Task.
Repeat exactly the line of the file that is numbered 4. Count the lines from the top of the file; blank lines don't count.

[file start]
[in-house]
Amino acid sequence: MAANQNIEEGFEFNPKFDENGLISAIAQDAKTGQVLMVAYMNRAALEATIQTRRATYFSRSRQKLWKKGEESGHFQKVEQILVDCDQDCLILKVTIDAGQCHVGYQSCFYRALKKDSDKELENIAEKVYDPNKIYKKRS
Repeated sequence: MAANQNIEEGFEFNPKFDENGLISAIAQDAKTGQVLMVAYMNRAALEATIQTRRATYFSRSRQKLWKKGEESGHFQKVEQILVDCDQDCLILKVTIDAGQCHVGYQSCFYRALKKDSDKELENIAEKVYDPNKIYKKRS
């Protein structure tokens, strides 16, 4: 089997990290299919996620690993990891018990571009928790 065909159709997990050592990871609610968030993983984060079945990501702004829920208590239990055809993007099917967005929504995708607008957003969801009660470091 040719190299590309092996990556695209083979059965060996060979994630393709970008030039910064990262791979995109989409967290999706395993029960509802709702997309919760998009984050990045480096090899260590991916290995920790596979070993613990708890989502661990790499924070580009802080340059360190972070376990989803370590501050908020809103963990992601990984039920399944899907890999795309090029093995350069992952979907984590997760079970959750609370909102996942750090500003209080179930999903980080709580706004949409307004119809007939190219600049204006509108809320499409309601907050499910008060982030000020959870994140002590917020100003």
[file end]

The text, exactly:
């Protein structure tokens, strides 16, 4: 089997990290299919996620690993990891018990571009928790 065909159709997990050592990871609610968030993983984060079945990501702004829920208590239990055809993007099917967005929504995708607008957003969801009660470091 040719190299590309092996990556695209083979059965060996060979994630393709970008030039910064990262791979995109989409967290999706395993029960509802709702997309919760998009984050990045480096090899260590991916290995920790596979070993613990708890989502661990790499924070580009802080340059360190972070376990989803370590501050908020809103963990992601990984039920399944899907890999795309090029093995350069992952979907984590997760079970959750609370909102996942750090500003209080179930999903980080709580706004949409307004119809007939190219600049204006509108809320499409309601907050499910008060982030000020959870994140002590917020100003």